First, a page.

We are currently going through an environmental crisis that is risking the future of many species worldwide, especially in Latin America and Africa, whose ecosystems are deteriorating at an unprecedented pace. In figures, it is estimated that 68% of the world’s animal population has declined in the last 46 years, the main loss being in freshwater ecosystems, which has declined 84%. The growth of the human population and their associated species (livestock) has been very different, in such a way that we and our pets make up 96% of the world’s animal biomass, whereas only 4% is wildlife.
Among the main triggers of this overwhelming loss of biodiversity are the loss of habitats due to the change in the use of soil and other repercussions related to the landscape, the different types of pollution, exploitation of species (including wildlife trafficking), invasive species, and lastly climate change (Living Planet Report 2020, WWF). In addition, there are other important repercussions that require specific analysis and decision making, and which in a way are linked to some of those previously mentioned. Thus, running over wildlife, birds crashing into buildings in cities, the impact of wind turbines for birds and bats, etc. could be mentioned.
The COVID-19 pandemic has made us realize, once again, the tight bond we have with the environment. It seems clear that a pandemic of this magnitude is linked to our relationship with nature. Firstly, we are entering ecosystems that until now mainly remained unaltered. Sometimes, just the building of roads in tropical jungles and the settlement of towns and cities on their borders (taking pets with us) already increases the possibility of interacting with wild species that exist there, allowing for a greater spread of diseases.
Furthermore, the destruction of natural ecosystems and their wild species enable situations such as the current pandemic. In other words, a chain of circumstances that make us get infected is more difficult in healthy ecosystems. It could be said that the more animal species there are, the more carriers of pathogens there will be, and the possibility of us being in contact with them is smaller. Moreover, a high level of diversity increases interactions among species, such as competition and predation, so that the population does not become unbalanced. In this context, pathogens are divided between individuals and species.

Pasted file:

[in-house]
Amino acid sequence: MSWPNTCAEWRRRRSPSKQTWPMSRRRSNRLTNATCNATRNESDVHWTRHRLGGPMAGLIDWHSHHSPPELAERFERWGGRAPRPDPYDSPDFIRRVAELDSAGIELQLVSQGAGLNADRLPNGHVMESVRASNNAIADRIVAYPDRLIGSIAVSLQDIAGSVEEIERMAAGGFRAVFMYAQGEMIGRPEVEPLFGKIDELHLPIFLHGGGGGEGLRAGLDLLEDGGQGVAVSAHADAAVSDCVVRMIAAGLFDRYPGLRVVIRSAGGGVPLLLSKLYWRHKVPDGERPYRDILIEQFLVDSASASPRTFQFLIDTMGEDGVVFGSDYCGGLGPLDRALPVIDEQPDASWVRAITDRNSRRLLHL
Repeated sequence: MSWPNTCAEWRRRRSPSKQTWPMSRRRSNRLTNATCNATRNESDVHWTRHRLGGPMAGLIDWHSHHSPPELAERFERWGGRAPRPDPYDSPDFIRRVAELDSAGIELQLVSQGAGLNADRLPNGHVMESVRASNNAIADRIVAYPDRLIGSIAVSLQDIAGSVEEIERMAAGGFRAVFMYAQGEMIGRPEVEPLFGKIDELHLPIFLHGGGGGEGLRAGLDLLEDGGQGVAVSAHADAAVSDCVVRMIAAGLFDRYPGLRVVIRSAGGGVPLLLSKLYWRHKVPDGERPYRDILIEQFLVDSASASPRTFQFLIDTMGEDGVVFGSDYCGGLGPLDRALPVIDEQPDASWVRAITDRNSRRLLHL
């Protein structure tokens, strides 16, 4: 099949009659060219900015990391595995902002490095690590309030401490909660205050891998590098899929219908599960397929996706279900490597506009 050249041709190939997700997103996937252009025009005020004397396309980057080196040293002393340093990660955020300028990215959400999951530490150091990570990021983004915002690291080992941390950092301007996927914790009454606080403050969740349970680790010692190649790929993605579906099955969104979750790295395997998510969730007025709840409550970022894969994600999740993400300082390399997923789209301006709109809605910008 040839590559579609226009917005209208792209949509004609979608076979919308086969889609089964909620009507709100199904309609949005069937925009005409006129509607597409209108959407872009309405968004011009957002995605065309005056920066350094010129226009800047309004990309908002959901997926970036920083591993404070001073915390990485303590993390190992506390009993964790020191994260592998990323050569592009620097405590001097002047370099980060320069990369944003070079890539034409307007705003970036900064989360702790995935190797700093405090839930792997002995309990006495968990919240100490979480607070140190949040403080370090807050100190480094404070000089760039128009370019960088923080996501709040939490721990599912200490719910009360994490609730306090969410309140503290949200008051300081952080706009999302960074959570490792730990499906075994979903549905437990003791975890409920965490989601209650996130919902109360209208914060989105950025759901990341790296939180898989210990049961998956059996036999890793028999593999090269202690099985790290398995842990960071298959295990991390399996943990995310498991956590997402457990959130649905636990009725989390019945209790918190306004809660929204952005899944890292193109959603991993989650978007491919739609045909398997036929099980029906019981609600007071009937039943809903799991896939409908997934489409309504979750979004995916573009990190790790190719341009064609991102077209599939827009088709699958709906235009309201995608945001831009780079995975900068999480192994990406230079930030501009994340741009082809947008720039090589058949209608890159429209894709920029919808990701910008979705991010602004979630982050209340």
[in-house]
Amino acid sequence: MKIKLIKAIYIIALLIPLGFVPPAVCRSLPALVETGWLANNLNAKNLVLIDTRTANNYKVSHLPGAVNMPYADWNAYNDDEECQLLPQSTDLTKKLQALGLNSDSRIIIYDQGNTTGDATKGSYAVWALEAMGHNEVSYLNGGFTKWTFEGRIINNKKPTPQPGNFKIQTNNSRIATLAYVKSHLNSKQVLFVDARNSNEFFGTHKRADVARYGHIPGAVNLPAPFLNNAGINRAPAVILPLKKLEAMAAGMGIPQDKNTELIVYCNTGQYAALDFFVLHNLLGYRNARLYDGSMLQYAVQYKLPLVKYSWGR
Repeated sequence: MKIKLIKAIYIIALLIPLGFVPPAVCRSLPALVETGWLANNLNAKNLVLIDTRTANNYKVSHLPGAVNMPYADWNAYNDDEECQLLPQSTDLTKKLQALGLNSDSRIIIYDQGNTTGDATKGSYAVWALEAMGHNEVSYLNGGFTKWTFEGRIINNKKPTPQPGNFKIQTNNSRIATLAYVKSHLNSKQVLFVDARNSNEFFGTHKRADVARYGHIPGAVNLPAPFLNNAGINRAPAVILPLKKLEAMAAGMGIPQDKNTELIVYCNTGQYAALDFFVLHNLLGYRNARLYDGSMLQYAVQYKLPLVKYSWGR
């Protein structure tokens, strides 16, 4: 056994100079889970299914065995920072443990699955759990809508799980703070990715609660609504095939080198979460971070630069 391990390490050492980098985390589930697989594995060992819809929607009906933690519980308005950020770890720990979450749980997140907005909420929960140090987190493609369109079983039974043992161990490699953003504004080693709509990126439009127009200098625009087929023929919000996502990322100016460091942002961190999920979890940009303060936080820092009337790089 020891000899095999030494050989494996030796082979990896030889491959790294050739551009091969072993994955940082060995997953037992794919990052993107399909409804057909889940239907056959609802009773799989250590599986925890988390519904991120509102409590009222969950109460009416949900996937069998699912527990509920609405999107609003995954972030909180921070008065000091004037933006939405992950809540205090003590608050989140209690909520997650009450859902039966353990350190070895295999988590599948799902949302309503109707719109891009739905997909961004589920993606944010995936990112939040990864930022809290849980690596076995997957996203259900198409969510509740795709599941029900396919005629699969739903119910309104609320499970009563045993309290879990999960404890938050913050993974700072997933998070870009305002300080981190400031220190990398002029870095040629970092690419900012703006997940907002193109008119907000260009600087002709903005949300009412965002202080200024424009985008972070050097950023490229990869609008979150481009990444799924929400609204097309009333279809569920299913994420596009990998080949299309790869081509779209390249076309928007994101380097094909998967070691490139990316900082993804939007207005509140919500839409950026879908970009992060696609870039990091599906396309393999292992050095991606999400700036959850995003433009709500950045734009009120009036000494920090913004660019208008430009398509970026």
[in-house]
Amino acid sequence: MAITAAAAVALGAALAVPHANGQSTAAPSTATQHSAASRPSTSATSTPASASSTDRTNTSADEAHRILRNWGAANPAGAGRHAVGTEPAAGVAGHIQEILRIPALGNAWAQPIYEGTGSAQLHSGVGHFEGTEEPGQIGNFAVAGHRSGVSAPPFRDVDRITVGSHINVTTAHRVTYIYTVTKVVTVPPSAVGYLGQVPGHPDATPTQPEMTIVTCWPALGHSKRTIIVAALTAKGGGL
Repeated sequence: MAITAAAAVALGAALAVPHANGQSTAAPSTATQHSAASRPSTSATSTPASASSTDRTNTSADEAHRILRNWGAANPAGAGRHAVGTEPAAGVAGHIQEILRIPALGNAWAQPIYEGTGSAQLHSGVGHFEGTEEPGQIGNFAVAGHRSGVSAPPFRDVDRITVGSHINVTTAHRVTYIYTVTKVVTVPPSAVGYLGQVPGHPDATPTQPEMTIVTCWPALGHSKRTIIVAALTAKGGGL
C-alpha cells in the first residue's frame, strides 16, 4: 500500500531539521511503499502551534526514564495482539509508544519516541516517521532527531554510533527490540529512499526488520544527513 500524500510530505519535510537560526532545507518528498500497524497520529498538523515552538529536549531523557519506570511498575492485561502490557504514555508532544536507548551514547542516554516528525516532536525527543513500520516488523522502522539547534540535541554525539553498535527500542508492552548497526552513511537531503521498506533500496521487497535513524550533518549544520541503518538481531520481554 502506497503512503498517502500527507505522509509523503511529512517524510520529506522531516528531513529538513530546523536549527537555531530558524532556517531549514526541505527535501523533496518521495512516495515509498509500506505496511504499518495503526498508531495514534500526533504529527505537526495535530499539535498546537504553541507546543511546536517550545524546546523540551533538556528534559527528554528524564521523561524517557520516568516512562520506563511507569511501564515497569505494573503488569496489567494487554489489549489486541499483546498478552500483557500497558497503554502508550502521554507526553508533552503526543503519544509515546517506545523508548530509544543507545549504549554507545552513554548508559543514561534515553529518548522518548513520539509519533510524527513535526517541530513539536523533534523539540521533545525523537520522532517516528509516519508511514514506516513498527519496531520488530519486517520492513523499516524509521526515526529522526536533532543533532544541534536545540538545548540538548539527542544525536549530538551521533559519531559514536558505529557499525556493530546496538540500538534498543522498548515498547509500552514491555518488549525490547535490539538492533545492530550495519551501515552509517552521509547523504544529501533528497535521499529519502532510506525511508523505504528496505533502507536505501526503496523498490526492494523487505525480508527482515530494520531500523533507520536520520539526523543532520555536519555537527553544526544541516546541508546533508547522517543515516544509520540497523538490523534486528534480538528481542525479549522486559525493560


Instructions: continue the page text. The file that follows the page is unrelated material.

Going one step further in our intrusion of natural spaces and the decrease in biodiversity, we find the ways in which we exploit wildlife. There is comprehensive data on legal and illegal trafficking of dozens of species destined to become pets or be consumed, which is one of the reasons the pangolin is declining. Once again, the current pandemic leads us to this situation, since its origin, according to different studies, is a Chinese food market. In some Asian countries, it is still common to commercialize animals that have been taken from their habitats. After being captured, they are transported to large cities, where they are piled up in cages, surrounded by other congeners and species for days or weeks, and where they interact with the market’s customers. It is not only about the possibility of an increase in the transmission of zoonosis, which already occurs in this scenario, but also due to the fact that the animals are stressed because they are in captivity and they are immunodeficient, so they excrete any pathogen they have.
In this context, the One Health concept emerges, as it aims to encompass animal, environmental and human health from a comprehensive and global standpoint. Increasing the relationship between these environments, whether professionally within health sciences (medicine, veterinary, biology) or communicatively, will better allow us to face emerging diseases, environmental protection and food safety, to mention three milestones in which we have decisive challenges to face in the coming decades. In this sense, the main scientific and health institutions, as well as politics, seem to have taken a new direction in which the environment will be a priority, since economic, environmental and social sustainability guarantees a fairer future for present and future generations.
Álvaro Luna is professor in the Grado en Medio Ambiente y Sostenibilidad